Anesthesiology 2020 04;132(4):614-624
From the Department of General Anesthesiology (K.M., A.T., W.A.S.E., K.R., S.B., A.G.K., M.R.R., T.K., G.R.B., A.K.) Department of Outcomes Research (K.M., A.T., N.M., C.M., K.R., H.E., B.C., I.S., G.R.B., D.C., E.J.M., A.K., D.I.S.) Department of Quantitative Health Sciences (N.M., C.M., E.J.M.) Department of Orthopedic Surgery (C.H.-R.), Cleveland Clinic, Cleveland, Ohio the Division of Colon and Rectal Surgery, Mayo Clinic, Jacksonville, Florida (L.S.) the Division of Anesthesia, Critical Care, and Pain Management, Tel-Aviv Medical Center, Sackler Faculty of Medicine, Tel-Aviv University, Tel-Aviv, Israel (B.C.) the Department of Anesthesia, St. Elizabeth's Medical Center, Boston, Massachusetts (I.S.).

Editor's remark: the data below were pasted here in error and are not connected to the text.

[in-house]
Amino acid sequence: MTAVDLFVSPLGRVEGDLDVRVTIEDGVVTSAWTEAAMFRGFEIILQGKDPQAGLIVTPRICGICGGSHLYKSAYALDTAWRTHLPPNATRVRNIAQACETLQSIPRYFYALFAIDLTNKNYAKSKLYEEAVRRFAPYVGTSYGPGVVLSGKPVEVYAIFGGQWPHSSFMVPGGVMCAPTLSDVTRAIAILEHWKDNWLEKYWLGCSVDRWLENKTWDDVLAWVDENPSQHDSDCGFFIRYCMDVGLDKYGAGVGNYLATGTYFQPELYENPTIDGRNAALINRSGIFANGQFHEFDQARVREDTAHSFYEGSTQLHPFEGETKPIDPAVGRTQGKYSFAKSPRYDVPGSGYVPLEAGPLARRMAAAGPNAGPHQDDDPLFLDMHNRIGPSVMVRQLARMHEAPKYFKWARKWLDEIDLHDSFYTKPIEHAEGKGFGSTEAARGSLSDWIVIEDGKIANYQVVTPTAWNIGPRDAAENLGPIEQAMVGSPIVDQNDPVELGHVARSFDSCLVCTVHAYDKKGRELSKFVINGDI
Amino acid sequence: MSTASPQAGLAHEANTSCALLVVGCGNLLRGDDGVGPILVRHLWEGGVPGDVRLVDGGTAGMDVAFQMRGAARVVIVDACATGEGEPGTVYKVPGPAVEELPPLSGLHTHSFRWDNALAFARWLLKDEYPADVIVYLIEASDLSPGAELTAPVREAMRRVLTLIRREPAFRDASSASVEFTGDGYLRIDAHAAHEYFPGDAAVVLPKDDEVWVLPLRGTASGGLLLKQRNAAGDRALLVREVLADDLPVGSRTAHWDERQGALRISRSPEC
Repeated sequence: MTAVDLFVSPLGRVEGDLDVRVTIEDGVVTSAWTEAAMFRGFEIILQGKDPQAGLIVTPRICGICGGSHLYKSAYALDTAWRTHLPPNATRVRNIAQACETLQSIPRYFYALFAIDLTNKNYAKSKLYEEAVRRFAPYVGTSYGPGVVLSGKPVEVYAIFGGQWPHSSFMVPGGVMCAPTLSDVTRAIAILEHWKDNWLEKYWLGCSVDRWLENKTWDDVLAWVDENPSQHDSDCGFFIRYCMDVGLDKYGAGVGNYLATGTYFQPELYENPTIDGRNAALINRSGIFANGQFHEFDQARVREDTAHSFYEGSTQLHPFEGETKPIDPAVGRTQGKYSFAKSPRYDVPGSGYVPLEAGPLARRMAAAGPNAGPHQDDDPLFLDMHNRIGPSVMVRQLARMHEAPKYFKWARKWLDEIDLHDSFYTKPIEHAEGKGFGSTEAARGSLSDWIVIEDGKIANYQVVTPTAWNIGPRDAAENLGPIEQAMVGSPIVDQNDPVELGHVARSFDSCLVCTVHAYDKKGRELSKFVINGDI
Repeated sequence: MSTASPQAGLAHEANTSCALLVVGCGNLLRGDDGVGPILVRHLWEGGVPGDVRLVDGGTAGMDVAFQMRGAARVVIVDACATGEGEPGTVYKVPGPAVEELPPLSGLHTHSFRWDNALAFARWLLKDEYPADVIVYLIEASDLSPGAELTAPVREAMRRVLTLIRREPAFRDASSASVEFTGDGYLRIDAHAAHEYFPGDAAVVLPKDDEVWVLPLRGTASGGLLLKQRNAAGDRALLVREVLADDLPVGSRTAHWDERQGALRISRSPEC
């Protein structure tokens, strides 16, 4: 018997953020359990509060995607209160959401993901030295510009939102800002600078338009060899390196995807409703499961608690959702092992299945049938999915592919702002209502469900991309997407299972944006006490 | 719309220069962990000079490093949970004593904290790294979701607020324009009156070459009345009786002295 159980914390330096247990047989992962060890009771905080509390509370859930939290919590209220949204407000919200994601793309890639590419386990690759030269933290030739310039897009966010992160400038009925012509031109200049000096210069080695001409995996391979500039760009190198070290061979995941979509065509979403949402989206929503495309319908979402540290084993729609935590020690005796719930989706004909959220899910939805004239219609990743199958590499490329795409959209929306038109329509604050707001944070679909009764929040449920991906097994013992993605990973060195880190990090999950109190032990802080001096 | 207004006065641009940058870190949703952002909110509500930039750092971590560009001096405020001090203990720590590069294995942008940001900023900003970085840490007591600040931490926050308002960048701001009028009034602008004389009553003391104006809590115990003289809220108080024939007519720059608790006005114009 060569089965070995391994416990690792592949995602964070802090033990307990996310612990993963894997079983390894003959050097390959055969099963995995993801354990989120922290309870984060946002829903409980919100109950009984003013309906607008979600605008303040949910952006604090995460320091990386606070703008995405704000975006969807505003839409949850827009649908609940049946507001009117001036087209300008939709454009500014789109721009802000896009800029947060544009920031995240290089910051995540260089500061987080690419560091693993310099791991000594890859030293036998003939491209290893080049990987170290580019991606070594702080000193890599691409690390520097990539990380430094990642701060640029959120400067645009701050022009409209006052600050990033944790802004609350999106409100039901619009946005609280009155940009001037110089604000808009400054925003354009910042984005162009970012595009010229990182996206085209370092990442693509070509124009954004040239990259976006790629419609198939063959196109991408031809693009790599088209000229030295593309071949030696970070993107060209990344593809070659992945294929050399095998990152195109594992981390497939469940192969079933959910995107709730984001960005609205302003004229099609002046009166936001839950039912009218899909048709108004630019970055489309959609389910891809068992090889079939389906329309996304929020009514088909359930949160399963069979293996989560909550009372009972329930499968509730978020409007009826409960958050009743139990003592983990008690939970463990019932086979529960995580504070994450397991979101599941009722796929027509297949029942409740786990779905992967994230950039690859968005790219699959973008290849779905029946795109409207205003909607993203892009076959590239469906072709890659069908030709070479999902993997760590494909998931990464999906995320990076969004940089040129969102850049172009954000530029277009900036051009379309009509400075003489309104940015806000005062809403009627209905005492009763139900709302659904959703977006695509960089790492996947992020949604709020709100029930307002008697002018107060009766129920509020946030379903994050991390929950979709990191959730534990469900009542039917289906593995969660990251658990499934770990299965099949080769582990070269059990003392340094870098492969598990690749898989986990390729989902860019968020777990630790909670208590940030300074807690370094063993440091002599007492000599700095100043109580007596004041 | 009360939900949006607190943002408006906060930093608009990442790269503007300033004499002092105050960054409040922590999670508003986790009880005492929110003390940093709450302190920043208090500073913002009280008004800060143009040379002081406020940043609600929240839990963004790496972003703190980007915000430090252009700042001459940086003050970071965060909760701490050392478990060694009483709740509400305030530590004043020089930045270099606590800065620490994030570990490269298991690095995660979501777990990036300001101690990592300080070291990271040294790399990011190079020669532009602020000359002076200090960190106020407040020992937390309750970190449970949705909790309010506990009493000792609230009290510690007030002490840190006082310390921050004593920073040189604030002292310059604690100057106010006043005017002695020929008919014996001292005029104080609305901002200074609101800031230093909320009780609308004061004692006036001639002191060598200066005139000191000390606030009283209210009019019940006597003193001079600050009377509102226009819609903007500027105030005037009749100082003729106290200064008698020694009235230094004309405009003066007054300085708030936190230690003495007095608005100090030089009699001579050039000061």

Background: Both saline and lactated Ringer's solutions are commonly given to surgical patients. However, hyperchloremic acidosis consequent to saline administration may provoke complications. The authors therefore tested the primary hypothesis that a composite of in-hospital mortality and major postoperative complications is less common in patients given lactated Ringer's solution than normal saline. Read More